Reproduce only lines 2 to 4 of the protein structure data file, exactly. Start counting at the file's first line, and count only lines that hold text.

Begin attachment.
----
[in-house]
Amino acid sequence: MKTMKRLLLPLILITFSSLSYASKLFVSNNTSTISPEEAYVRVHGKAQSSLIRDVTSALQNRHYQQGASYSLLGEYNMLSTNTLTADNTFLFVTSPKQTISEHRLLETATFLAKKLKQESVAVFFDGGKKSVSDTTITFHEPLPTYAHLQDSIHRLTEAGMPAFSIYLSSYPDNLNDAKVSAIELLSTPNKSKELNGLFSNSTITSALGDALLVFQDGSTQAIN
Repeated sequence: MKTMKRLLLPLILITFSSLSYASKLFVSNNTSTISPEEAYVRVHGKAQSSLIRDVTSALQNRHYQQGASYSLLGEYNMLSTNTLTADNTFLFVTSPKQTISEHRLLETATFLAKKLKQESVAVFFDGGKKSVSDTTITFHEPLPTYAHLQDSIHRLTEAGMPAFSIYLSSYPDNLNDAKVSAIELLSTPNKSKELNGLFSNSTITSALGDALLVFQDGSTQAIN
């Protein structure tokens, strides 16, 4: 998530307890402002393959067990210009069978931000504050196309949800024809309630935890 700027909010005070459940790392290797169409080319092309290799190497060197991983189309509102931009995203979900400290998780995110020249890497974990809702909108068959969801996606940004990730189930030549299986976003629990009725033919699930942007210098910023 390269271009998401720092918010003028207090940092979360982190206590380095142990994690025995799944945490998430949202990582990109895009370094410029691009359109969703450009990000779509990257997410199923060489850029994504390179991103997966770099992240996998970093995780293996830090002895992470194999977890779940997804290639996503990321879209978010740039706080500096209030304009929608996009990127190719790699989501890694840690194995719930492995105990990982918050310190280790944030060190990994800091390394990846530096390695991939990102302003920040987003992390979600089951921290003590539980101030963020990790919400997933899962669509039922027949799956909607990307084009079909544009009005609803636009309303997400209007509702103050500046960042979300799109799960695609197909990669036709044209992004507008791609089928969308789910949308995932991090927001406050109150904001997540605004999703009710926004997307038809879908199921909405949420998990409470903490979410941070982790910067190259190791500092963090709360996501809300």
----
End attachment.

Amino acid sequence: MKTMKRLLLPLILITFSSLSYASKLFVSNNTSTISPEEAYVRVHGKAQSSLIRDVTSALQNRHYQQGASYSLLGEYNMLSTNTLTADNTFLFVTSPKQTISEHRLLETATFLAKKLKQESVAVFFDGGKKSVSDTTITFHEPLPTYAHLQDSIHRLTEAGMPAFSIYLSSYPDNLNDAKVSAIELLSTPNKSKELNGLFSNSTITSALGDALLVFQDGSTQAIN
Repeated sequence: MKTMKRLLLPLILITFSSLSYASKLFVSNNTSTISPEEAYVRVHGKAQSSLIRDVTSALQNRHYQQGASYSLLGEYNMLSTNTLTADNTFLFVTSPKQTISEHRLLETATFLAKKLKQESVAVFFDGGKKSVSDTTITFHEPLPTYAHLQDSIHRLTEAGMPAFSIYLSSYPDNLNDAKVSAIELLSTPNKSKELNGLFSNSTITSALGDALLVFQDGSTQAIN
């Protein structure tokens, strides 16, 4: 998530307890402002393959067990210009069978931000504050196309949800024809309630935890 700027909010005070459940790392290797169409080319092309290799190497060197991983189309509102931009995203979900400290998780995110020249890497974990809702909108068959969801996606940004990730189930030549299986976003629990009725033919699930942007210098910023 390269271009998401720092918010003028207090940092979360982190206590380095142990994690025995799944945490998430949202990582990109895009370094410029691009359109969703450009990000779509990257997410199923060489850029994504390179991103997966770099992240996998970093995780293996830090002895992470194999977890779940997804290639996503990321879209978010740039706080500096209030304009929608996009990127190719790699989501890694840690194995719930492995105990990982918050310190280790944030060190990994800091390394990846530096390695991939990102302003920040987003992390979600089951921290003590539980101030963020990790919400997933899962669509039922027949799956909607990307084009079909544009009005609803636009309303997400209007509702103050500046960042979300799109799960695609197909990669036709044209992004507008791609089928969308789910949308995932991090927001406050109150904001997540605004999703009710926004997307038809879908199921909405949420998990409470903490979410941070982790910067190259190791500092963090709360996501809300």